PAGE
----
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What is 5S? (or 6S?) Become a Ninja at organising with this Japanese Methodology

Where there is no Standard there can be no Continuous Improvement.

Taiichi Ohno

The Five S (5S) methodology is a tactical framework used in Lean Organisations to organise the workplace be it a desk drawer or the whole production floor. The goal is to have even something as mundane as a paper clip organised as per the 5S. And it’s not limited to the organisation of physical objects but can be equally applied to digital assets. This framework emerged as an integral part of the Toyota Production System post World War II.

Lean manufacturing involves the use of many tools … 5S is considered a foundational part of the Toyota Production System because until the workplace is in a clean, organized state, achieving consistently good results is difficult. A messy, cluttered space can lead to mistakes, slowdowns in production, and even accidents, all of which interrupt operations and negatively impact a company.

5stoday.com

5S consists of 5 Japanese Words:

1. 整理(せいり、Seiri)Sort

Throw away superfluous things (put down seldom used ones,…)

2. 整頓(せいとん、Seiton)Set in order.

Every tool must have its designed place and be returned to that place after use.

3. 清掃(せいそう、Seisou) Sweep/Shine.

Clean, clean and clean.

4. 清潔(せいけつ、Seiketsu)Standardize.

If you make any change in the workplace, make sure it is easy to follow by making a standard, or rule.

5. 躾(しつけ、Shitsuke) Sustain.

Build a culture of sustainable change.

Safety the 6th S

As 5S went to the west the 6th S of Safety was added. to the standard 5S methodology. This essential step of 6S focuses on identifying hazards and setting preventive controls to keep workers safe during work operations and ensure that the work environment meets required safety standards.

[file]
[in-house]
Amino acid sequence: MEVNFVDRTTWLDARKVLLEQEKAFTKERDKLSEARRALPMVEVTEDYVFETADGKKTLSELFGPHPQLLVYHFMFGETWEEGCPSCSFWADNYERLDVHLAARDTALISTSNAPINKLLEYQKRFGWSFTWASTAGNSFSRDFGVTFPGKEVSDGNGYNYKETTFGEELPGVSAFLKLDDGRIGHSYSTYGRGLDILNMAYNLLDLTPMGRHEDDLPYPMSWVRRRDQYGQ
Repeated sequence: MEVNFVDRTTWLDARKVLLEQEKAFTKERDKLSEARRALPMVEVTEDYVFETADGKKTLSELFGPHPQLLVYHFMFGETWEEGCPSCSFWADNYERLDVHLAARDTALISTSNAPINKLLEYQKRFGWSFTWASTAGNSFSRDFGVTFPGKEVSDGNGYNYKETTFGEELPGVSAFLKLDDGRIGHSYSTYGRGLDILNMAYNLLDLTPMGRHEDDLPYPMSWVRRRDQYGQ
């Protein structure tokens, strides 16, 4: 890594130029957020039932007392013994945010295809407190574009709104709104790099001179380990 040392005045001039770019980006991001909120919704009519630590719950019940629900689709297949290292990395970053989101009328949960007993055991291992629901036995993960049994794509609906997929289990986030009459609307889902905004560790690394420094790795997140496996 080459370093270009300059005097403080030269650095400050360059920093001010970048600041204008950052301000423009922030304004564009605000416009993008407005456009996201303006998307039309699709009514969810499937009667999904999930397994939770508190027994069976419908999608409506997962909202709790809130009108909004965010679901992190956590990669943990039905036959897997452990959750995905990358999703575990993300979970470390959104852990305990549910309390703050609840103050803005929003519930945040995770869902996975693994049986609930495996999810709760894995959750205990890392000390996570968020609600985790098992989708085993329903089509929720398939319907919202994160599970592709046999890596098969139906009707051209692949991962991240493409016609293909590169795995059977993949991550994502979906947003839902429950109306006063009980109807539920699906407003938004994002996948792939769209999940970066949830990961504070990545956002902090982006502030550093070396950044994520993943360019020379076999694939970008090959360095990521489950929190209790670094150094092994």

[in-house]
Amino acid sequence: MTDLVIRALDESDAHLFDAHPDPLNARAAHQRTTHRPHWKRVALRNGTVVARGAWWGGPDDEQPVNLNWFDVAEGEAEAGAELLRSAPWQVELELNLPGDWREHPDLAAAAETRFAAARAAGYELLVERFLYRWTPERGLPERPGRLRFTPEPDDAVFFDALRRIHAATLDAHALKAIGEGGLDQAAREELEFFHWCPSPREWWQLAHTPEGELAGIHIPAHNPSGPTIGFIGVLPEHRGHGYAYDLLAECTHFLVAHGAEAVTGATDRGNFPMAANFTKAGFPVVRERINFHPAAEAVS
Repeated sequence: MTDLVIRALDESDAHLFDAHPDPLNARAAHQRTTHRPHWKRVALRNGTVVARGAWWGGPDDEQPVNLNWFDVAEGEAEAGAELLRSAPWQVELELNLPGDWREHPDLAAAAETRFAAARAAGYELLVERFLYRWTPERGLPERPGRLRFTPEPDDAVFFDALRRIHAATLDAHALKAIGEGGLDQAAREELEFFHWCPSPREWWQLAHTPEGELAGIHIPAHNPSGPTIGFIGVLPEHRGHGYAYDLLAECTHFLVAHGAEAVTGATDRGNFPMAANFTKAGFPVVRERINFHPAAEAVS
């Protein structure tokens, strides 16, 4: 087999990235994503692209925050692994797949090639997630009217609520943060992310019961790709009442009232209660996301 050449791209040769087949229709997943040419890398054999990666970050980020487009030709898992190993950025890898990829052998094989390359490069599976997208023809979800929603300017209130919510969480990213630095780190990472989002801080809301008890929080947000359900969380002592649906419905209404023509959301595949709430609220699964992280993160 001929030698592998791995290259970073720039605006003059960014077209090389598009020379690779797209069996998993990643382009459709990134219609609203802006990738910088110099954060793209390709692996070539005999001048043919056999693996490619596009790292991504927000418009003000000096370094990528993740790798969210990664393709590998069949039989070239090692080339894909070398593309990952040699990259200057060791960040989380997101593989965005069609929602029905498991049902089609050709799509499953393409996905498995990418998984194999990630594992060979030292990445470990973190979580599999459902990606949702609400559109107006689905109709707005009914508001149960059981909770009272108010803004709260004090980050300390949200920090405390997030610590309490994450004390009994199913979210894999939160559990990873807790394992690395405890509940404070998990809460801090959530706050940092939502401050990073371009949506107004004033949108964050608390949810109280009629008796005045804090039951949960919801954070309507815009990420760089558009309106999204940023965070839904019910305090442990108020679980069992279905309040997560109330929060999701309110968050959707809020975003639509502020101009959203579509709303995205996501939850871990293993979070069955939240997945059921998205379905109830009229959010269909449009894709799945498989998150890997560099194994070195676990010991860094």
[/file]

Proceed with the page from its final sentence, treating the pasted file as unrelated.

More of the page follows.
5 S Example
Source: J. BERENGUERES’ THE BROWN BOOK OF DESIGN THINKING

My Personal Experience with 5S

Standards should not be forced down from above but rather set by the production workers themselves.

Taiichi Ohno

This is one of the most important points. A few years back when I was working on the production floor, there was a cabinet in our office for Personal Protection Equipment. My predecessor organised it by type. So we had gloves with gloves, masks with masks etc. But when that responsibility was handed over to me I quickly realised that it wasn’t the best way, either the production demands had changed or my predecessor didn’t notice it, whatever the reason but I saw that there was more frequent demand for particular types of masks, gloves and other protective gear and less demand for others.

Due to that, the machine operators had to frequently kneel (or bend) down or move across different shelves to get their gear for the day, sometimes twice a day (before and after lunch break), since much of it was disposable. Also frequent kneeling down or bending down can lead to hazards due to unnatural positions the body has to take and obscurity could cause accidents. For example, someone might not see the leg of the operator kneeling down (since his body is covered behind the doors of the cabinet) and could accidentally trip over it.

Hence I decided to reorganise it as per the demand, with things in the highest demand being on the topmost shelf and so on. And it made the whole thing a lot quicker, safer and more efficient. It further helped us monitor the PPE stock better. We could reorder the high demand items more frequently and there was never a day that operator didn’t have the protection he needed.

I am not sharing this to claim “Look! I am so smart!” but because this proves Taiichi Ohno’s point and also teaches us that once something is standardised is not something set in stone forever but it only serves as a basis for continuous improvement as stated in the quote at the beginning of this article.

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